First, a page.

Lehmann concedes that he stayed on too long as Australia coach
Darren Lehmann has stated that he may have stayed on too long as Australia’s head coach after resigning in disgrace on the tour to South Africa in March.
Lehmann quit as Australia’s mentor after the ball-tampering scandal, having been his national side’s coach since 2013.
After initially signing a three-year deal in 2013, the now 48-year-old signed two contract extensions, the first taking him through to 2017 and then the second extending his tenure until the end of the 2019 Ashes.
The former Australia batsman says coaching the national side takes a heavy toll yourself and your family and that maybe he hung onto the job to long.
Lehmann told FIVEaa radio: “I look back now and I had a fantastic five years coaching Australia. But I look back now and go ‘maybe it was a bit too long’ to be fair.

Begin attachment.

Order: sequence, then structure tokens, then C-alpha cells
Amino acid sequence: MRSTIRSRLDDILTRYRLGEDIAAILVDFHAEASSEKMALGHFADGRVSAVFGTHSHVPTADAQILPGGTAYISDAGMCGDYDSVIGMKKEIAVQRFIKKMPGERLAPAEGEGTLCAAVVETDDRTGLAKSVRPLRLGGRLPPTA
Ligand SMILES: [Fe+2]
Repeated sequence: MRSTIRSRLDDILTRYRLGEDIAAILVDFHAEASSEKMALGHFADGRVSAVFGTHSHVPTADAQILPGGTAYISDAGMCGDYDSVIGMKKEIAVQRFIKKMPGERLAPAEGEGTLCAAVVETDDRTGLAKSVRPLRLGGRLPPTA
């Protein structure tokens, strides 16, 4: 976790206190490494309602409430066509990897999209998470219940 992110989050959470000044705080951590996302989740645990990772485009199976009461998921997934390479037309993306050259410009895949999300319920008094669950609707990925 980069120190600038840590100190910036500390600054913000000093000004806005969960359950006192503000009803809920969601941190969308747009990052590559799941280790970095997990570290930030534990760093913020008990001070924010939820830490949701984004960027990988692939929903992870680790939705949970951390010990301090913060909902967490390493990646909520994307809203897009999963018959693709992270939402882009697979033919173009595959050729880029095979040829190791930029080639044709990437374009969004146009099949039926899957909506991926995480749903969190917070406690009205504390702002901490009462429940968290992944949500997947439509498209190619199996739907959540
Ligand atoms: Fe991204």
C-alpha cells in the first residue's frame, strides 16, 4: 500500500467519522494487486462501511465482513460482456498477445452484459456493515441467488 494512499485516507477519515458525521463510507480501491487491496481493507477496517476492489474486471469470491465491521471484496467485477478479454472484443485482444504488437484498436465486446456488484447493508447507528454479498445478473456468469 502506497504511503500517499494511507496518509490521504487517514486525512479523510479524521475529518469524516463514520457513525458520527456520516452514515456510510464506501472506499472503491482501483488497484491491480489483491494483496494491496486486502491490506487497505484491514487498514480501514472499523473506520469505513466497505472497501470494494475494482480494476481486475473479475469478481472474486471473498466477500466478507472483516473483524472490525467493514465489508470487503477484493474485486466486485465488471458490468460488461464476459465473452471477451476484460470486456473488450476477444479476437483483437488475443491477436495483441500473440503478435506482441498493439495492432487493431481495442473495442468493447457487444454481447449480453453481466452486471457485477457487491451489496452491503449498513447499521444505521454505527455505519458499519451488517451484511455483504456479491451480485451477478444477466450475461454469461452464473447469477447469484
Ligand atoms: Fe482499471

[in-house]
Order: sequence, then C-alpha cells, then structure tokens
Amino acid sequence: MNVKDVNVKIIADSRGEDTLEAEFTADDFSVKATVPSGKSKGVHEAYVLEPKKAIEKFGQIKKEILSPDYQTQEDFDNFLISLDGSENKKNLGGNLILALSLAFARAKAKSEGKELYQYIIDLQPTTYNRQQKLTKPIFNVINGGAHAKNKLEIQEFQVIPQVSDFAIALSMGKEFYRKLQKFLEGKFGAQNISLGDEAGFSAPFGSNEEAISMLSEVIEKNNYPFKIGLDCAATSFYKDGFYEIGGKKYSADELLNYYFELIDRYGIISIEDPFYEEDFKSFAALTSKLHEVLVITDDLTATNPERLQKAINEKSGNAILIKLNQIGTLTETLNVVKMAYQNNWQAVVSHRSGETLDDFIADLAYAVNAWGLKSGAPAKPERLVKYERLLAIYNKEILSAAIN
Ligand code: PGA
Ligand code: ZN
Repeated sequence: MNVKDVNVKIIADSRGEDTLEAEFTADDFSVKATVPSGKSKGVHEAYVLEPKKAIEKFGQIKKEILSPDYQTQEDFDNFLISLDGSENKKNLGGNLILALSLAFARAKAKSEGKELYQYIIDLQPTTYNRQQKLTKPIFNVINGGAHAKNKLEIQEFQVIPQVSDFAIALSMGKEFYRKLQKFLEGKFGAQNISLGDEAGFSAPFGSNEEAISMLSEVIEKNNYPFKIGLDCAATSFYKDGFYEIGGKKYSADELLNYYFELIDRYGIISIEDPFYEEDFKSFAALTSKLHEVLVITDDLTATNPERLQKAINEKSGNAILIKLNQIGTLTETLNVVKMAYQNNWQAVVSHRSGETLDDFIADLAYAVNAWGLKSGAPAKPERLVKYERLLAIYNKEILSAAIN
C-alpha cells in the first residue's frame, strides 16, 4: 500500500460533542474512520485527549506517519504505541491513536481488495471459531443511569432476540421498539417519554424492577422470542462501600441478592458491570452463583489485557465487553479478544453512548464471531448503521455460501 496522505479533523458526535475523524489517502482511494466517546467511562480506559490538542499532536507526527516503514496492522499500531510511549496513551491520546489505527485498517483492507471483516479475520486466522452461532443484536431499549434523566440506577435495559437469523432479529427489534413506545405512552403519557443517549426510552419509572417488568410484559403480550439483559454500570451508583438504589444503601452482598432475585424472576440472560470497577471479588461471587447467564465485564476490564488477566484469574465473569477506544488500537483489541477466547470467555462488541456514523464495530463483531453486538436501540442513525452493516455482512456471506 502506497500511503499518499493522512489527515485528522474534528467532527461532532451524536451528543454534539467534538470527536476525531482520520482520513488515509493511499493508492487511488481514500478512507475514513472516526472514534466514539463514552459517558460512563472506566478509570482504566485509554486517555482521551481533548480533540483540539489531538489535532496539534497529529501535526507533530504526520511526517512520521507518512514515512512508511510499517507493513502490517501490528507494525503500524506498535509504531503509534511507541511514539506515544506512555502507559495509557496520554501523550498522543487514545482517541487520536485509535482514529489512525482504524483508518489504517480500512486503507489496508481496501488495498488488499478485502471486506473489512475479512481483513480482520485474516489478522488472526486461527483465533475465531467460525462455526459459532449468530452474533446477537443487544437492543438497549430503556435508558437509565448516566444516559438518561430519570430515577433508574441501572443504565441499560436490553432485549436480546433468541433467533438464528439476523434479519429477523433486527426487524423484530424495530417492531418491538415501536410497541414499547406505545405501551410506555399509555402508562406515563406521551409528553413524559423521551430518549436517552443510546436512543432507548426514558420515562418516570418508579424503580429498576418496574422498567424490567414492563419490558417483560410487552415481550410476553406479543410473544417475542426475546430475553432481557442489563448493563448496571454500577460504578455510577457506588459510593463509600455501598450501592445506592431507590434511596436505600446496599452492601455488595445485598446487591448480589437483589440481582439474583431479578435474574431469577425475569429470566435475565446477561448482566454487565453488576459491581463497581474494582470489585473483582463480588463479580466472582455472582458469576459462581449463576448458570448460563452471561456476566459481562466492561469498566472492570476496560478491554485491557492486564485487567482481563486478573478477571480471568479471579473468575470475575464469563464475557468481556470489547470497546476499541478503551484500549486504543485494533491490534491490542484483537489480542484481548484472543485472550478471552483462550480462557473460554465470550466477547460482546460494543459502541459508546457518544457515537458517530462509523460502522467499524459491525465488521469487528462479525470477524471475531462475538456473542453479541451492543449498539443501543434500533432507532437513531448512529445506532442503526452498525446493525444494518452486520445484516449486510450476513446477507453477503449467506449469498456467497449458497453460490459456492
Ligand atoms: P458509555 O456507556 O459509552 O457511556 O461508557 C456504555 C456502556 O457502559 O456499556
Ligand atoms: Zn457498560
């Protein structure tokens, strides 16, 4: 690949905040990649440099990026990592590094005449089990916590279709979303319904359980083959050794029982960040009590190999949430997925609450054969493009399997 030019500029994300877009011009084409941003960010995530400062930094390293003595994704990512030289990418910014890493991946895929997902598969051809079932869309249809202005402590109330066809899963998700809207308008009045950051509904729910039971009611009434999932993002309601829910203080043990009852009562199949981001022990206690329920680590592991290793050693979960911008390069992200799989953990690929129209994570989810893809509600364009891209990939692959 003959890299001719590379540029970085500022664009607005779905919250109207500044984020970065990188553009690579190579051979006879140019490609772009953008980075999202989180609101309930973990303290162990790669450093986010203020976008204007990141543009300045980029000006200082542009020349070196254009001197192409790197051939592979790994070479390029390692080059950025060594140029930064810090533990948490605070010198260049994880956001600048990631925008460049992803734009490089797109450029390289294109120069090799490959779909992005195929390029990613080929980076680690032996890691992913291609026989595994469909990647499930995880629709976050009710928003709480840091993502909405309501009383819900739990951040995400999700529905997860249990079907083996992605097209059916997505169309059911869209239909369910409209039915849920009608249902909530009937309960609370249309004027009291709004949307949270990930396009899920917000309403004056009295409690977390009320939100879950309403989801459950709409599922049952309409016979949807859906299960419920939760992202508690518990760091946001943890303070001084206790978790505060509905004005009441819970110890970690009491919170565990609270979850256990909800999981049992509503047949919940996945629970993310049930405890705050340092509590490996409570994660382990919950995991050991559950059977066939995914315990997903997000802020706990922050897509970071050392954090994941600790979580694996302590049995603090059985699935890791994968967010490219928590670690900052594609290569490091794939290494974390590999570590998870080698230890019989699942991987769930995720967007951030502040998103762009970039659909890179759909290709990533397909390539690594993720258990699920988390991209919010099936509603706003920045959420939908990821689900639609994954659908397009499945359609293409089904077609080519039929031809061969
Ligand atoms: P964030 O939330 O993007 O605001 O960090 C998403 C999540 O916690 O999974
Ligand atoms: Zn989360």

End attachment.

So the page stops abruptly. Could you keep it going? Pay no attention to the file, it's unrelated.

“I speak to (current coach) Justin Langer quite regularly just making sure he gets some time off where he can because you’re on the road and it’s 300 days of high pressure trying to win every game. That takes its toll.
“It’s 24-7, you don’t sleep. You’re thinking about either the day, the coming day, six months ahead, who you’ve got coming up, what players are coming back from injuries, you’re talking to everyone.
“It’s literally the most demanding job I’ve ever had, but it’s great fun. Even right to the end I loved it.”
Lehmann resigned when Steven Smith and Cameron Bancroft and David Warner were banned for premeditated ball-tampering and the image of the game took a serious battering, especially in Australia.
Although a Cricket Australia investigation into the ball-tampering incident cleared Lehmann of any wrongdoing, he still decided to call time on his head coaching role.
Lehmann added: “I was in a bad place like everyone for a little bit of time. It’s taken me the last three months, I’m starting to feel a bit more normal and enjoying watching the cricket again.
“Your kids, and when your wife’s copping it you say enough’s enough. That’s when it gets too personal and you take a step back.”
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